From the “Greta the Grinch” department.
By H. Sterling Burnett
For the religious among us, at least those professing to be Christians, Christmas is a time of reflection on the birth of the Savior, signified in hearts by love and wishes of peace and goodwill towards peoples worldwide, and sometimes on lawns and rooftops by manger scenes and large illuminated stars.
Under the best conditions, for Christians and non-Christians alike, the Christmas season is a time of peace, love, and of sharing home, hearth, and meals with family and friends.
For some, it is a time to give back to the community, to help the homeless and provide blankets, coats, and food to those in need, and toys for poor families with children and for the families of our veterans who’ve made the ultimate sacrifice or who are serving far from home.
Yet since the latter part of the twentieth century, Christmas has also become a time of gifts, gifts, gifts and toys, toys, toys — the rampant consumerism that generation after generation complains has come to overshadow the holiday’s true meaning. Despite the complaining, most people seem to participate — some to a joyous degree — in the purchase and exchange-fest Christmas has become. Both givers’ and recipients’ faces light up when the gifts are unwrapped, and we all know retailers love Christmas.
Another Christmas tradition, since televisions have populated nearly every home, is the watching of Christmas specials. Christmas, like no other time of year, is a time to experience love, joy, and nostalgia through the shared watching of television shows viewed year after year. One of the most beloved shared Christmas viewing experience is How the Grinch Stole Christmas.
The story is actually mistitled, because although it details humorous machinations the Grinch goes through to steal Christmas joy from all the Whos in Whoville, Christmas is not stolen. In the end, The Grinch is a tale of redemption, with a message of the healing power of love and salvation, gained through the true understanding of the holiday.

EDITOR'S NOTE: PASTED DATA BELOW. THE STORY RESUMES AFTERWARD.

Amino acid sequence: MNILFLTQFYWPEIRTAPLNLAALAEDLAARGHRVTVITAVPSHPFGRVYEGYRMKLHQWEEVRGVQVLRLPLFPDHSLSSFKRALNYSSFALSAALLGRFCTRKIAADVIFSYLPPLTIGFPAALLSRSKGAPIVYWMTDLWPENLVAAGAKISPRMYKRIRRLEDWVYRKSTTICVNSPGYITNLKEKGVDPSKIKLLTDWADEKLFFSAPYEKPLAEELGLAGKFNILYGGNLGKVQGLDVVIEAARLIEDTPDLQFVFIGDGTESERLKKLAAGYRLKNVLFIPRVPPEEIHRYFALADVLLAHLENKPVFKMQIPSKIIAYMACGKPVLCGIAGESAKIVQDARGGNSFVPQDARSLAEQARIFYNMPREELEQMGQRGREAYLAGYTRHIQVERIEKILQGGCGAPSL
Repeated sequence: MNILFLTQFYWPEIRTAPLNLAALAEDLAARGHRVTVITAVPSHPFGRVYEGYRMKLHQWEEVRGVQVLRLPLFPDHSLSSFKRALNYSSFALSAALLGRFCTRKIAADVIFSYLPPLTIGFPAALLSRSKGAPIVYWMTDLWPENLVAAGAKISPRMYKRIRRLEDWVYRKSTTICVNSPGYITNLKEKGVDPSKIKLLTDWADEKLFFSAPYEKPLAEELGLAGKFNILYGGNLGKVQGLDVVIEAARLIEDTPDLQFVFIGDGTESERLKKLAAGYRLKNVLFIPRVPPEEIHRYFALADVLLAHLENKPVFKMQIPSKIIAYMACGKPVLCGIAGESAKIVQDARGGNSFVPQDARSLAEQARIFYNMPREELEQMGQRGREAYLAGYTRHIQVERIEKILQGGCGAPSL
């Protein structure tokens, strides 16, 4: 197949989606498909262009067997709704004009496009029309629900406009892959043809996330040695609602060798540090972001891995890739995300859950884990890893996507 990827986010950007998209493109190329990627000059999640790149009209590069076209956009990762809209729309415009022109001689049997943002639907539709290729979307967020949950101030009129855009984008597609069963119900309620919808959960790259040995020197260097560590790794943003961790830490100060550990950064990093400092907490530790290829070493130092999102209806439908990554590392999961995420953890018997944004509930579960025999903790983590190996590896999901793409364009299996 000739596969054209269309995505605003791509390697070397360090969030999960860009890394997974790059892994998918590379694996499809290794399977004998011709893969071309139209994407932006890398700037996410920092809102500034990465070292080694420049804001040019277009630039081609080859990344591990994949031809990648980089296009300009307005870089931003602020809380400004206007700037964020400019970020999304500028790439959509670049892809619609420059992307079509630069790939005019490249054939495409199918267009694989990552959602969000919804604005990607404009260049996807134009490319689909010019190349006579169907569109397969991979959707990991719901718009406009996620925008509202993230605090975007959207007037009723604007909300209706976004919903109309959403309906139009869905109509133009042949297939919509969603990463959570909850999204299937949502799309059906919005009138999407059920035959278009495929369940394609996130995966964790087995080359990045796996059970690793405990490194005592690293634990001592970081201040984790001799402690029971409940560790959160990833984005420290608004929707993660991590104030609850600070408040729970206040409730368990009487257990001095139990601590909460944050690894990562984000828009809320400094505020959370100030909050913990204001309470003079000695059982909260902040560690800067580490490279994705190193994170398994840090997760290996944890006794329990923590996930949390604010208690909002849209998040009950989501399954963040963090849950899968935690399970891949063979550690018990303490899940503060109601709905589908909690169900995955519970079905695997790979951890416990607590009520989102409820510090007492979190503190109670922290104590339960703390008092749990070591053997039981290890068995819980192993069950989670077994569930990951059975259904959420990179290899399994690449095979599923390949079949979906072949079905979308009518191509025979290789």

Sadly, climate scolds are attempting to rob people of the joy and hope inherent in Christmas. They are playing the role of the unredeemed Grinch, telling everyone that unless they turn off their Christmas lights, give up their Christmas sweaters, and stop buying and exchanging gifts, the world will end. Climate Grinches proclaim celebrating Christmas is bad for the planet.
It all began on the much feared and anticipated “Black Friday,” when around the world climate protestors attempted to block the entrances of retailers opening their doors to what is traditionally the busiest shopping day of the year. Based on sales figures, most holiday shoppers ignored the protestors.
In Germany, after years of indoctrination by the cult of climate alarmism, a recent survey revealed 57 percent of households that celebrate Christmas expect to reduce their use of Christmas lights, with 11 percent of those surveyed saying they will not use Christmas lights at all this year; another 10 percent said they expect to not use Christmas lights in future years.
Claiming, “We’re in a climate emergency,” various climate websites and institutes admonish Christmas shoppers to consider their “carbon footprint” when travelling and making purchases, directing people to change their holiday behavior to save the planet. Their directives include using public transit or shared rides and to stop online shopping altogether. “[A]ll the packaging and transportation that goes into delivering that gift (next day!) to your doorstep leaves a way bigger carbon footprint than just going to the store yourself.”
And in the United Kingdom, the charity Hubbub warns people to stop buying new Christmas sweaters, ugly or otherwise, as their analysis shows 95 percent of them are made using plastics (most likely plastics made using fossil fuels), with microparticles of these plastics winding up in our oceans and streams as they break down in the wash.
It’s time to tell climate nannies to relax, share the love, and have a cup of good cheer — and most importantly, if they can’t be happy, to leave the rest of us alone, at least for the duration of the Christmas season, so that we can dream our little dreams of hope and love for all the peoples of the world!
H. Sterling Burnett, Ph.D. (email@example.com) is a senior fellow on energy and the environment at The Heartland Institute, a nonpartisan, nonprofit research center headquartered in Arlington Heights, Illinois.